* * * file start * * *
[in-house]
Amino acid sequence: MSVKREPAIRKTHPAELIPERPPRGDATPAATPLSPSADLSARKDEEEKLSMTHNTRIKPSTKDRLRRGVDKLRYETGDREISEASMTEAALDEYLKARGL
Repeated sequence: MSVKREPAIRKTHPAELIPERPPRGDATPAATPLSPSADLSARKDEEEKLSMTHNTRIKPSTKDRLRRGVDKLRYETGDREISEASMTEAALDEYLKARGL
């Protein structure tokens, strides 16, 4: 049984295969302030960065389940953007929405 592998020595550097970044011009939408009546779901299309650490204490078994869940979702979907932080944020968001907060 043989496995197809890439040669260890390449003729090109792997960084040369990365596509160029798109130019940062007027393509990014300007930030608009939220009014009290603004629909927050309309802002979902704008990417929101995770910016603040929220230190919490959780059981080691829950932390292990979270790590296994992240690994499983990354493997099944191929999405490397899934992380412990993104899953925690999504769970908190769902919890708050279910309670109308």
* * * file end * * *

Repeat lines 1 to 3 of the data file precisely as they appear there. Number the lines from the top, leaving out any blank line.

[in-house]
Amino acid sequence: MSVKREPAIRKTHPAELIPERPPRGDATPAATPLSPSADLSARKDEEEKLSMTHNTRIKPSTKDRLRRGVDKLRYETGDREISEASMTEAALDEYLKARGL
Repeated sequence: MSVKREPAIRKTHPAELIPERPPRGDATPAATPLSPSADLSARKDEEEKLSMTHNTRIKPSTKDRLRRGVDKLRYETGDREISEASMTEAALDEYLKARGL